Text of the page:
By Daniel Wallace
Oct. 1, 2019
The Honors College has a long history of civic engagement and service in the city of Houston, and this fall, students, faculty, staff, and their families are invited to share in its ongoing commitment to the community.
“While the lack of participation in the 18-25-year-old demographic is a problem that political scientists and universities have been trying to grapple with for years, the Honors College excels at engaging students in the community,” said Professor Belco, a lecturer in the Honors College.
And so, to that end, we are excited to offer students these opportunities. The Civic Engagement program is sponsored by UH Advanced Community Engagement Services. The first is Civic Participation, where UH students participate in a letter writing campaign to share our educated views on specific issues, and a Get Out the Vote Campaign, where we help students register to vote.”
On Oct. 3, the Harris County Voter Registration Clerk will be holding a training session in the Honors Commons, where new registrars will be deputized to participate in future elections. On Oct. 10 and Nov. 5, the Honors College will host a Get Out the Vote/Letter Writing Campaign. Irene Guenther, a History professor in the Honors College, initiated the UH Letter Writing Campaign in 2016, and this fall’s program is building on her initiative.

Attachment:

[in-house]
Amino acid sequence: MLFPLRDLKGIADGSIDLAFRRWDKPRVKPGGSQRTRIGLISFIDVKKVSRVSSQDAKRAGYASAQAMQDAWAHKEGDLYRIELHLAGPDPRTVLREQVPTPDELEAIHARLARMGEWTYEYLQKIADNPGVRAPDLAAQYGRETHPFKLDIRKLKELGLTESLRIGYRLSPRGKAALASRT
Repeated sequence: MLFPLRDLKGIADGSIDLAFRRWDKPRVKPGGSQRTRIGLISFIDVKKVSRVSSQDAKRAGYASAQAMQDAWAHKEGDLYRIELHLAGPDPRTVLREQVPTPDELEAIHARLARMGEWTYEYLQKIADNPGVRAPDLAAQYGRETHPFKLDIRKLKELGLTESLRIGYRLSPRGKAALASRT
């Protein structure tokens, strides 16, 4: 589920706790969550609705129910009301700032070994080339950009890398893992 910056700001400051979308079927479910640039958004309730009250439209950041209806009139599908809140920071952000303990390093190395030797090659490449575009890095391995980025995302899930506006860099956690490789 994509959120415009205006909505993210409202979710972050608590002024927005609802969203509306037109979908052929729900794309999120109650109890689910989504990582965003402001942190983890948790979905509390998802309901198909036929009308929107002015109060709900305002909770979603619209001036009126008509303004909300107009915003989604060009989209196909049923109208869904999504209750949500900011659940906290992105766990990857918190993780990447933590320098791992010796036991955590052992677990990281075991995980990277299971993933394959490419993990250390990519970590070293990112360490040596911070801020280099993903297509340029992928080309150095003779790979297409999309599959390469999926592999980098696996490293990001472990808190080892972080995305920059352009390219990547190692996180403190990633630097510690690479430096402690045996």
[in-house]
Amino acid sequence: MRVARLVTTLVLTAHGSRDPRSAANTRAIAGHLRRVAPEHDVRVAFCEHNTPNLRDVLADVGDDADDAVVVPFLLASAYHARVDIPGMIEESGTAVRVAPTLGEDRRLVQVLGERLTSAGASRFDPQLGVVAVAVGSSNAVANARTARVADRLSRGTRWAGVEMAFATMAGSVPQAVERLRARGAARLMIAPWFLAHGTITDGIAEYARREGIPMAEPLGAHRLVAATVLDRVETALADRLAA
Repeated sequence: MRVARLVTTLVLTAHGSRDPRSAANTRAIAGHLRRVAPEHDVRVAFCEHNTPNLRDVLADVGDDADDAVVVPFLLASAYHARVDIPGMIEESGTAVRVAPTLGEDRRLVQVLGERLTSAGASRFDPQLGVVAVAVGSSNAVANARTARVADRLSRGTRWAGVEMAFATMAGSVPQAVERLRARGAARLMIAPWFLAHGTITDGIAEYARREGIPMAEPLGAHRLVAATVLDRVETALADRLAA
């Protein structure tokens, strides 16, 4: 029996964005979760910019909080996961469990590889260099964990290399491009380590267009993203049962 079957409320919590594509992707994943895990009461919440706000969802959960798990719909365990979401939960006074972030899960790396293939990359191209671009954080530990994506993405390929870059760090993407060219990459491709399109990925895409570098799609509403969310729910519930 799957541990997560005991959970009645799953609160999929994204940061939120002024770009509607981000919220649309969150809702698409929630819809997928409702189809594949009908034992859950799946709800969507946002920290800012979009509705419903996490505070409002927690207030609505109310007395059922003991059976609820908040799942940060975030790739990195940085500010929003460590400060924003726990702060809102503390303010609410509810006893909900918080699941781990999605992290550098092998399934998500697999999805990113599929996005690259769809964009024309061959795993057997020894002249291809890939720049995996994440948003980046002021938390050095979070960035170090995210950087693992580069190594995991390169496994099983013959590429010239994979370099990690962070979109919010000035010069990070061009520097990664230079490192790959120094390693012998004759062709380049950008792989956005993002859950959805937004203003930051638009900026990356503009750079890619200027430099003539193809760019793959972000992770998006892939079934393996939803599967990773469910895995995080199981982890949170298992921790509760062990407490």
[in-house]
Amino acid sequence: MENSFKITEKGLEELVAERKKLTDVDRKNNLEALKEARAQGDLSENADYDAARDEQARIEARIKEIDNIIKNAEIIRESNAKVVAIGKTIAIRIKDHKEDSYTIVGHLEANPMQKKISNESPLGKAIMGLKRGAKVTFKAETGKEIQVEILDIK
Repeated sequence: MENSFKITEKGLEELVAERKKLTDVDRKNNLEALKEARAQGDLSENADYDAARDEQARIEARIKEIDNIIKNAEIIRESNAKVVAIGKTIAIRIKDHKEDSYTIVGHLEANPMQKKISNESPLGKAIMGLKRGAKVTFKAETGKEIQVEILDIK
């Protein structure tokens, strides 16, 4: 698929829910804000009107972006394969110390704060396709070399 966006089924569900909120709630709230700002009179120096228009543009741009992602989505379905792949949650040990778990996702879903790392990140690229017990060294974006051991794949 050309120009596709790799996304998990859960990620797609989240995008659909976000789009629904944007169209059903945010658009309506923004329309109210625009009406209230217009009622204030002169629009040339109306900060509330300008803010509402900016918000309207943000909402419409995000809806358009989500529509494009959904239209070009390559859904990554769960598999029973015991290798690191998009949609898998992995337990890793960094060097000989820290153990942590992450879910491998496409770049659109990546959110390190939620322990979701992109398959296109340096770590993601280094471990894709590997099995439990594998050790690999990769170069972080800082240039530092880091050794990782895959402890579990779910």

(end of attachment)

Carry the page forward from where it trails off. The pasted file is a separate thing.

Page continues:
Research shows that millennials and the Z generation feel more connected to American politics and government through engagement rather than duty, and—in the letter writing campaign—students will be given the chance to engage in the most personal way: to share their well-researched views with elected officials.
Citizenship Learning is a program where we help UH students, faculty, staff, and their families become United States citizens. The Honors College—in partnership with the UH Immigration Law Clinic—will hold a citizenship information session on Nov. 7 in the Honors College Commons, where attorneys will be available to answer questions about citizenship and the naturalization process.
In Feb. and April 2020, there will be two free, four-week courses to help students, faculty, staff, and their families prepare to take the citizenship exam.
“It was a great experience to participate in the UH community and help fellow cougars,” writes Mary Henriquez, an Honors student involved with creating study materials for the citizenship classes.
For more information, please visit www.thehonorscollege.com/civicengagement.